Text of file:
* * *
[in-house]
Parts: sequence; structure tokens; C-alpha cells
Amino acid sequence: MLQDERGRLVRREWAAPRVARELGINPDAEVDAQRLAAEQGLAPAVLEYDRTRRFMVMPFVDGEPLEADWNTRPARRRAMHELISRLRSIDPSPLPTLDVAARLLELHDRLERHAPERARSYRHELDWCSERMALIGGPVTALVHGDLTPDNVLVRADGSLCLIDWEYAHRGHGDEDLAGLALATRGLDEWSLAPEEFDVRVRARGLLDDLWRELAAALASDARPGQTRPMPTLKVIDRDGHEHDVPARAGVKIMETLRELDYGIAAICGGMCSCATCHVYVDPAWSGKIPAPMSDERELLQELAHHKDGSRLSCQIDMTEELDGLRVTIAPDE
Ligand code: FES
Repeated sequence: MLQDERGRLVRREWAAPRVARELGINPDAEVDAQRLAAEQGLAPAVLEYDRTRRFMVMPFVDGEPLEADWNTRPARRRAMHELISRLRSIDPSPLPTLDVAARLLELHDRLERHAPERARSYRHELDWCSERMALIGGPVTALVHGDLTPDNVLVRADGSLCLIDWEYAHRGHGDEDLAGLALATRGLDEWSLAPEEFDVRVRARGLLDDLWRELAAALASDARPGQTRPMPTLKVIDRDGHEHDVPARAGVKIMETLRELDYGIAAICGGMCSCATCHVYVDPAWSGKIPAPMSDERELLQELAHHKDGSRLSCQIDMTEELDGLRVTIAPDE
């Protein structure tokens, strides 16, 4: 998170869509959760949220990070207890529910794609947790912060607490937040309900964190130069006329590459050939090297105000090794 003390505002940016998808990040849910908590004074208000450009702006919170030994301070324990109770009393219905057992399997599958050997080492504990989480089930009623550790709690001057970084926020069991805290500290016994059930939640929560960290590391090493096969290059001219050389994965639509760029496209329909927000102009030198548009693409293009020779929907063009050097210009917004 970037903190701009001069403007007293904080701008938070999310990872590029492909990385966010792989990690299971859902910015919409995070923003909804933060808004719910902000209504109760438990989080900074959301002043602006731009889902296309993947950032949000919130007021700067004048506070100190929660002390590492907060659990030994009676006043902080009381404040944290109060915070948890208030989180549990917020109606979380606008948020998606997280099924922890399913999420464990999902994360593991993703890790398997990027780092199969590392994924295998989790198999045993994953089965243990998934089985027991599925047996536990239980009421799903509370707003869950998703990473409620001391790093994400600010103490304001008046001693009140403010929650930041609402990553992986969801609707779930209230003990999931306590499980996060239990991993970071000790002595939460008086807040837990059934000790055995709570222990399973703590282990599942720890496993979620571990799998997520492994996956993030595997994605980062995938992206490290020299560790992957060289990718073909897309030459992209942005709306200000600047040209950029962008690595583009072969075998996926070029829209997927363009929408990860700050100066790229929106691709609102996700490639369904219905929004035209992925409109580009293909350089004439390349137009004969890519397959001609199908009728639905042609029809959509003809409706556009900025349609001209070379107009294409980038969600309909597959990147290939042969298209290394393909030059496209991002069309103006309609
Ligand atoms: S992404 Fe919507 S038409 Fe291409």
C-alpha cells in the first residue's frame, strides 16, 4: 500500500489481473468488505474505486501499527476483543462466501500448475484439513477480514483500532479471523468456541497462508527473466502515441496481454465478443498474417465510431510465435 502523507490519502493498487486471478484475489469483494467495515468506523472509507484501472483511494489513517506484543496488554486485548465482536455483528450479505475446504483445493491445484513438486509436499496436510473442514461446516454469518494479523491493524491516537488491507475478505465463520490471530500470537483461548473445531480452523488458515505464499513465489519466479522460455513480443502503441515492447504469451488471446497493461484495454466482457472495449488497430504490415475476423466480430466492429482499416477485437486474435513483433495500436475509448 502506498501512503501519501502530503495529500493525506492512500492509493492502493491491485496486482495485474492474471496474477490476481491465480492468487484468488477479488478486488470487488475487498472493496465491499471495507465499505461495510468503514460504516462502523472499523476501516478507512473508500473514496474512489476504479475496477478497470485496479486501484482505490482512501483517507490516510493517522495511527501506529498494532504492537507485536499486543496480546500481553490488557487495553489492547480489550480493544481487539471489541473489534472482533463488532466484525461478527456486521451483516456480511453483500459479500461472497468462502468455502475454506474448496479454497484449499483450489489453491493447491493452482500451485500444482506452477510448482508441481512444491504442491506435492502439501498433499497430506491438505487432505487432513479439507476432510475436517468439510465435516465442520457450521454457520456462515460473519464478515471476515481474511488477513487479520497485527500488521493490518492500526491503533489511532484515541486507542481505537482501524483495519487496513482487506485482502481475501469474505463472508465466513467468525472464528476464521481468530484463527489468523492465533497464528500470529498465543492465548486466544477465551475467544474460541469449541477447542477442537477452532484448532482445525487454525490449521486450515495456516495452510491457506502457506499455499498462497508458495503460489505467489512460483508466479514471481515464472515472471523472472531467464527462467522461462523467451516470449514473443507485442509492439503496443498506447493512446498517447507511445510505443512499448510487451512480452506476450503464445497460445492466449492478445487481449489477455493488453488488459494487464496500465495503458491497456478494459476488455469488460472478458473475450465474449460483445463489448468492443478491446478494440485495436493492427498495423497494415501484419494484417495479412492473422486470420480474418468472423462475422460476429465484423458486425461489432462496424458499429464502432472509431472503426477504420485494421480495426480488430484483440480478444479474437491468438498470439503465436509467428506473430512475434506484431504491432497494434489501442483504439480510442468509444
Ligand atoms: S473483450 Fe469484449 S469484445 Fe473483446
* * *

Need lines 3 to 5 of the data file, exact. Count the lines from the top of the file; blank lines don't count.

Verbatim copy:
Amino acid sequence: MLQDERGRLVRREWAAPRVARELGINPDAEVDAQRLAAEQGLAPAVLEYDRTRRFMVMPFVDGEPLEADWNTRPARRRAMHELISRLRSIDPSPLPTLDVAARLLELHDRLERHAPERARSYRHELDWCSERMALIGGPVTALVHGDLTPDNVLVRADGSLCLIDWEYAHRGHGDEDLAGLALATRGLDEWSLAPEEFDVRVRARGLLDDLWRELAAALASDARPGQTRPMPTLKVIDRDGHEHDVPARAGVKIMETLRELDYGIAAICGGMCSCATCHVYVDPAWSGKIPAPMSDERELLQELAHHKDGSRLSCQIDMTEELDGLRVTIAPDE
Ligand code: FES
Repeated sequence: MLQDERGRLVRREWAAPRVARELGINPDAEVDAQRLAAEQGLAPAVLEYDRTRRFMVMPFVDGEPLEADWNTRPARRRAMHELISRLRSIDPSPLPTLDVAARLLELHDRLERHAPERARSYRHELDWCSERMALIGGPVTALVHGDLTPDNVLVRADGSLCLIDWEYAHRGHGDEDLAGLALATRGLDEWSLAPEEFDVRVRARGLLDDLWRELAAALASDARPGQTRPMPTLKVIDRDGHEHDVPARAGVKIMETLRELDYGIAAICGGMCSCATCHVYVDPAWSGKIPAPMSDERELLQELAHHKDGSRLSCQIDMTEELDGLRVTIAPDE